The above-disclosed initial desired operating parameter values (To, Po, Co, pHo, jo, and Vo) may be used as the values of the initial point on the desired operating surface. However, once discharge commences, another surface point may be more suitable to describe the discharge level and corresponding desired operating parameter values. Thus, the set of initial desired operating parameter values may be updated by choosing another point on the desired operating surface and replacing the initial desired values with the chosen point's operating parameter values. As the battery discharges over time, the locus of past sets of desired operating parameter values will define a path moving along the desired operating surface. The particular discharging path can be predetermined; normally it will depend on the rate at which power is extracted from the battery.

In the FIG. 1 embodiment, master control 26 accepted as accurate the sensed values of the various parameters monitored by sensors 22, 24 and routed to master control 26 by multiplexer 106. In the FIG. 7 preferred embodiment, the master control conducts two tests to verify the accuracy of the signals which are representative of experimental sensor values. The first of these tests is an autocorrelation test, to insure the statistical reliability of the sensor's data signals. The second test is a feedback signal test, to insure the accuracy of the information in the data signals' headers as to the cell-units' active or passive status.

The autocorrelation test is based on the knowledge that sensor data from all six operating parameters are going to be highly autocorrelated, i.e., the present observation as to the sensed value of each parameter is going to be relatively well predicted by one or more of the immediately preceding obervations of the parameter value.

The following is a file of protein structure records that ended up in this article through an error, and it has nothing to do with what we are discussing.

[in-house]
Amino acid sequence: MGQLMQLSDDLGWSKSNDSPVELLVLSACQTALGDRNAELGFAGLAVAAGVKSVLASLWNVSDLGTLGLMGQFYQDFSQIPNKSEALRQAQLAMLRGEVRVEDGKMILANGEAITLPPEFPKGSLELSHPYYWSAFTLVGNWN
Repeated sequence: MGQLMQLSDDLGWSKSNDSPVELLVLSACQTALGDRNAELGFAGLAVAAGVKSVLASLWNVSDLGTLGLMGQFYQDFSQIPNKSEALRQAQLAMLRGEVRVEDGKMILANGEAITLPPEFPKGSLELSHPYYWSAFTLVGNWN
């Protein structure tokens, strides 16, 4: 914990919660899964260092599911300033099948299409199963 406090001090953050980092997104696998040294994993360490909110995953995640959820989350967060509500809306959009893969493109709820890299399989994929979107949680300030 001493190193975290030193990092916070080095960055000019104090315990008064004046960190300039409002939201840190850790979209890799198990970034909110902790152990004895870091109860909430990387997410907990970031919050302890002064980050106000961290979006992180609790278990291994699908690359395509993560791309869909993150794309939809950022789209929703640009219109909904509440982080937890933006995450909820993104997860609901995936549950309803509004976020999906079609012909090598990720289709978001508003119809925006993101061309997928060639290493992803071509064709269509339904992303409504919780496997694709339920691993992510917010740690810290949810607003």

Before partition monitoring begins, master control 26 receives one complete set of sensor data and, using a conventional autocorrelation program stored in its memory, generates desired autocorrelation coefficients for each of the six operating parameters. During the time that data signals are being transmitted from the sensors through the secondary controls 88, 92 to registers 360, 380 in master control 26, instrument module 90 samples both active and passive sets of data signals, choosing a set of five data signals transmitted from one of the sensors in one of the sensor pairs. It produces a replica of the sampled set, which is delayed and then transmitted via data bus lines 204 and 206 to master control 26.

Master control 26 uses its autocorrelation program, the sampled set of data signals and the delayed replica set to determine the statistical reliability of the data. It generates a sample autocorrelation coefficient, which it compares to the respective desired autocorrelation coefficient for the parameter in question. If, using a predetermined reliability level (typically 0.80), master control 26 determines that the desired and sensed coefficients correspond, it will make its monitoring decisions based on the data being routed through multiplexer 106. It will also replace its desired autocorrelation coefficient with the sensed autocorrelation coefficient. If master control 26 does not obtain an 80% confidence interval, it will not make decisions based upon that data. Instead, it will wait for the next set of data signals from the sensors before monitoring.